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City says goodbye to Nancy Diamond

Hundreds fill church for service honouring late councillor

As of Tuesday morning, the flags at city hall remain at half mast. The flags were lowered upon the news of Nancy Diamond’s death.

By Graeme McNaughton/The Oshawa Express

The pews of St. George’s Memorial Anglican Church were packed, with some even having to stand at the back, for a service remembering the life of the late Nancy Diamond.

Lead off by speeches from Mayor John Henry and Councillor Bob Chapman, who highlighted Diamond’s work for the City of Oshawa and its citizens, those in attendance also heard about the late councillor’s life outside of city hall, with stories shared by her daughter Suzie Diamond and her nephew Don Darling, who has followed in his aunt’s footsteps and entered the world of municipal politics, recently being elected mayor of Saint John, New Brunswick.

Her nephew wasn’t the only person in attendance who spoke of how Diamond had encouraged and helped them get involved in their community via the political arena.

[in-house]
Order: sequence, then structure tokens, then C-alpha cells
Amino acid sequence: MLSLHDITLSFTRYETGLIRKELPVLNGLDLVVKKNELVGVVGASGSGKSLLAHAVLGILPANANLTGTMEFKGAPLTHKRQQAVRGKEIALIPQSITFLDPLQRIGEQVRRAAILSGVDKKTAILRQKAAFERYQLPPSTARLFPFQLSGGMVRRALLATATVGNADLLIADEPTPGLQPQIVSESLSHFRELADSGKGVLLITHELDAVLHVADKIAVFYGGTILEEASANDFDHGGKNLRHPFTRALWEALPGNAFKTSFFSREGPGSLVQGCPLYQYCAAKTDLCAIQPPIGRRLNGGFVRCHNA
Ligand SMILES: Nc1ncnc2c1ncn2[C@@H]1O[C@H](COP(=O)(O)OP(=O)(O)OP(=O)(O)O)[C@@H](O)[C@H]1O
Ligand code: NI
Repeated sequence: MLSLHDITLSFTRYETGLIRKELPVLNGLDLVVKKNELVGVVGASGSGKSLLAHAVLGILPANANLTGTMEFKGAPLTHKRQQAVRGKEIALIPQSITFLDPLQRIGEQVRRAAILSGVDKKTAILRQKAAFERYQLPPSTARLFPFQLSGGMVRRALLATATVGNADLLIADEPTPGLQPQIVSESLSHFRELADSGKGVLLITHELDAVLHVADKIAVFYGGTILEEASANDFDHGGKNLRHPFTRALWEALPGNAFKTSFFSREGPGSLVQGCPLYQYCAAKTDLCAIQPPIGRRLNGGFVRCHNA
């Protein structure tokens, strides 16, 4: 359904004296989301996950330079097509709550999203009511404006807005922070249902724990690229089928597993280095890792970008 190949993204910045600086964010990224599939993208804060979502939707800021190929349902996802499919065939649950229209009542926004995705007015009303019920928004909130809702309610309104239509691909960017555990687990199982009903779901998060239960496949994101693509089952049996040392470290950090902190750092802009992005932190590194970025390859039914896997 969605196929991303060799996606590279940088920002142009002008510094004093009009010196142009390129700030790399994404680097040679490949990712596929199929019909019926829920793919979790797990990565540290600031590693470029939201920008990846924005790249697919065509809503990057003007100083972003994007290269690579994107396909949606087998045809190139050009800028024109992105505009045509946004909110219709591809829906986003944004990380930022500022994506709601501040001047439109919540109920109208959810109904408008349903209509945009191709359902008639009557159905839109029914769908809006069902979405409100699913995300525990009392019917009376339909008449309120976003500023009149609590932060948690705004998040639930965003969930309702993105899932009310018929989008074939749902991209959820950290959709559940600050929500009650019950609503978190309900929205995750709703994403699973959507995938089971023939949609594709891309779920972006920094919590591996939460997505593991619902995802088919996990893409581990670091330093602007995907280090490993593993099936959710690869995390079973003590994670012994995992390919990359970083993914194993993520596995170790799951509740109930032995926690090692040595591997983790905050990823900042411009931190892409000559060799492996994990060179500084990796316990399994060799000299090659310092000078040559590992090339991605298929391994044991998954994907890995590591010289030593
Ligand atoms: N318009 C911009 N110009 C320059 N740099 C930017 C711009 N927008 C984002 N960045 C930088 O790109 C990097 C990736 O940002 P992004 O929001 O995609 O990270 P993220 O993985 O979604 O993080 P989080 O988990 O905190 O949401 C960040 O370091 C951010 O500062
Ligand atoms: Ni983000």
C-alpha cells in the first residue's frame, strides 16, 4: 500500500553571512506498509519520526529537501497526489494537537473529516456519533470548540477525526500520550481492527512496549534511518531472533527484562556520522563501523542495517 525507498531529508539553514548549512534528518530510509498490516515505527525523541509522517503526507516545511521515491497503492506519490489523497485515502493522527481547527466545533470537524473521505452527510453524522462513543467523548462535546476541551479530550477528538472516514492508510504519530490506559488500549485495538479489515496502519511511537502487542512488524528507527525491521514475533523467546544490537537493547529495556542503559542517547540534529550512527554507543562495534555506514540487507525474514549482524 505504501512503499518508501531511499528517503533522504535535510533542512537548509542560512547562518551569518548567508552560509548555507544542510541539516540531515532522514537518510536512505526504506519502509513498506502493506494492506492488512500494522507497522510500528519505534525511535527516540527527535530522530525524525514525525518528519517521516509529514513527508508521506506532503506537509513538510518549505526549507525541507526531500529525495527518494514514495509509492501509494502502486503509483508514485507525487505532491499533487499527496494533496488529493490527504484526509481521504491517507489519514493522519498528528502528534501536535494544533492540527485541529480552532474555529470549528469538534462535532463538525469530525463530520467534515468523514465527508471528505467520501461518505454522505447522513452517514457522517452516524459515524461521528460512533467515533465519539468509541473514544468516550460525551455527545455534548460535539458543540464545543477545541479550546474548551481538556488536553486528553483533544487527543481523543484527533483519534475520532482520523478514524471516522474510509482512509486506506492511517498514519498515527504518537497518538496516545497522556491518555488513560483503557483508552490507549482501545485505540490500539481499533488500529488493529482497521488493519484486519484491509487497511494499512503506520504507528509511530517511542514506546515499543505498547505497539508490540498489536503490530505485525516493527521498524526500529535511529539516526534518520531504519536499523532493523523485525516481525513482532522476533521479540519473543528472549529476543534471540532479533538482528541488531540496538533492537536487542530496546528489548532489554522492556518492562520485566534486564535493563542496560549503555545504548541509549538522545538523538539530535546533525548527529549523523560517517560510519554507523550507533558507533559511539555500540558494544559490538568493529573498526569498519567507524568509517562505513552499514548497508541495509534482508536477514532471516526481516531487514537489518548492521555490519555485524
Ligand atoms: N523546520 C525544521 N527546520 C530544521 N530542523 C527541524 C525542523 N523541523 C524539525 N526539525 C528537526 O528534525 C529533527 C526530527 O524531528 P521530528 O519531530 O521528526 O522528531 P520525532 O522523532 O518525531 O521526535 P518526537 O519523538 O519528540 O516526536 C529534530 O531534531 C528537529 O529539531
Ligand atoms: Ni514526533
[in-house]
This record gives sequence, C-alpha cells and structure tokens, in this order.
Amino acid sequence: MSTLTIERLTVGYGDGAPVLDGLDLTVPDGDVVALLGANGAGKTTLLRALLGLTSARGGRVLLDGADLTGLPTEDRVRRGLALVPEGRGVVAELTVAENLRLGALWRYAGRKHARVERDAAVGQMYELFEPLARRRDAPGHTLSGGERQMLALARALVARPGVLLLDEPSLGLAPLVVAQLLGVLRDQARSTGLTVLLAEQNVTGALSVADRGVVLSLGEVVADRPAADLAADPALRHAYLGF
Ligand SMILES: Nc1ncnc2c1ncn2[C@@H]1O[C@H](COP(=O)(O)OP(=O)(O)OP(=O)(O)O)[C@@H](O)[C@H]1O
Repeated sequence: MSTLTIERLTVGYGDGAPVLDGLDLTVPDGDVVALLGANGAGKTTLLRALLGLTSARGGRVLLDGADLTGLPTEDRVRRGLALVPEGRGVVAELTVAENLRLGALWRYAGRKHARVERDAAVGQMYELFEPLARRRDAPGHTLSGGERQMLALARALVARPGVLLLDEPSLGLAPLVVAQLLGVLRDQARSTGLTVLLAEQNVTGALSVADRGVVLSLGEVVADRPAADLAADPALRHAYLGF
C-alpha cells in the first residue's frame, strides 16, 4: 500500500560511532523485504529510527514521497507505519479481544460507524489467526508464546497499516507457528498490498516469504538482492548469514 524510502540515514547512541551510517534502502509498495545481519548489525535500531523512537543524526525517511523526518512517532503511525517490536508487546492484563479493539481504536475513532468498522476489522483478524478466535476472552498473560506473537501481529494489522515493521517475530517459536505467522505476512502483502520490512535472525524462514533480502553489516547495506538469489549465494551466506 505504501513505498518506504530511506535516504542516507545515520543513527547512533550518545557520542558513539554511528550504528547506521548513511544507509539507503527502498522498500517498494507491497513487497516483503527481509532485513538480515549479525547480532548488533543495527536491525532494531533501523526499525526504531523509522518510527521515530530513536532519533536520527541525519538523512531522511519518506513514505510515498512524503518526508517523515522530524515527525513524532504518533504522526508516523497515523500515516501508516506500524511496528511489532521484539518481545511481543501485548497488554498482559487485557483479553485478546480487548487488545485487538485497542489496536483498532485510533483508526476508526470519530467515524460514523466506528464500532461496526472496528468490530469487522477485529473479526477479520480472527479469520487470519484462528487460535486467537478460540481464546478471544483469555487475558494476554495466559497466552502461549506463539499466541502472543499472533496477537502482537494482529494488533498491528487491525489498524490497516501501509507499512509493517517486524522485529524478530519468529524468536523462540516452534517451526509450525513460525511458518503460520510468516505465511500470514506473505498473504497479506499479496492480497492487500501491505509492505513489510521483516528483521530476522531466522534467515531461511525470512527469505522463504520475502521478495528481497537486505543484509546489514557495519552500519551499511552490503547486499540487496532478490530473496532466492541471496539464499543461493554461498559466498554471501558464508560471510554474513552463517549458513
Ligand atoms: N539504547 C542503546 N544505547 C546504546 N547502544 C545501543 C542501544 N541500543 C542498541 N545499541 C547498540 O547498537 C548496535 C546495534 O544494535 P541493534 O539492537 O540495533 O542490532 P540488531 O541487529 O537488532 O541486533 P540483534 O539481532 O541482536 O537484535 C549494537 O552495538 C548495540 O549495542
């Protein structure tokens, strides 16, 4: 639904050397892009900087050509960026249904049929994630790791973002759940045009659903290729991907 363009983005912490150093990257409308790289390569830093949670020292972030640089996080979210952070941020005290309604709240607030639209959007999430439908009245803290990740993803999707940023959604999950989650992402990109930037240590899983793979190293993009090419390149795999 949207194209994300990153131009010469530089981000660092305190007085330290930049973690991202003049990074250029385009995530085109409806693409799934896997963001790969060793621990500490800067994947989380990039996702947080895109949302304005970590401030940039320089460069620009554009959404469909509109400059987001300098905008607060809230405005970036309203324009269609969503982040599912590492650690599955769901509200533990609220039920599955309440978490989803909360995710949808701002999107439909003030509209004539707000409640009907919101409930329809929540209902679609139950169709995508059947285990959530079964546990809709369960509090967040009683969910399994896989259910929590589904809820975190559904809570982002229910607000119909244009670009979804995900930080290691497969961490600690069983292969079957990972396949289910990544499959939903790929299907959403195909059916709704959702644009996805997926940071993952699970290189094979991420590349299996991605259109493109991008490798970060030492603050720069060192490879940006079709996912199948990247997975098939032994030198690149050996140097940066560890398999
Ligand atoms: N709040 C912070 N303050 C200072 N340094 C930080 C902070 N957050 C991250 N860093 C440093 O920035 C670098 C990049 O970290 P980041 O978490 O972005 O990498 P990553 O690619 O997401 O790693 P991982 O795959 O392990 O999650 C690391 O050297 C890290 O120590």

“In 2010, we did an election panel and she came, and I had mentioned to her that I was considering running for election,” Kim Beatty of the Business and Professional Women of Durham and a past candidate for a trustee with the Durham Catholic District School Board.

“And not only did she encourage me, but she gave me her phone number and said to call her, and she helped me set up my campaign, even though she was running her own.”

Some of the stories about Diamond stretched back decades to the days before she first ran for council.

“I’ve been in Oshawa since 1975, and I met Nancy shortly after that,” said Richard Davidson with the Oshawa Folk Arts Council.

“She loved Fiesta. You heard from the service this afternoon that she loved to give back to the community, and that’s how I knew Nancy. She always gave and gave and gave, and that’s why she was so well loved in the Oshawa community.”

Others in attendance at the Family Day service did not work in any professional capacity with Diamond, and just knew her as a stalwart in the city.

“She was a nice, intelligent woman, aware of everything going on. She was genuine and clear with people,” says Zena Burns.

“She seemed to be one who intermingled with many people. I wish I had gotten to know her more.”

In her memory, a Nancy L Diamond Scholarship has now been established for the University of Ontario Institute of Technology, the institution many of her colleagues at city hall credit the late councillor with bringing to the city. Donations for this scholarship can be made through McIntosh-Anderson-Kellam Funeral Home by calling (905) 433-5558.

The pews of St. George’s Anglican Church were filled Monday afternoon for the funeral service for the late Nancy Diamond.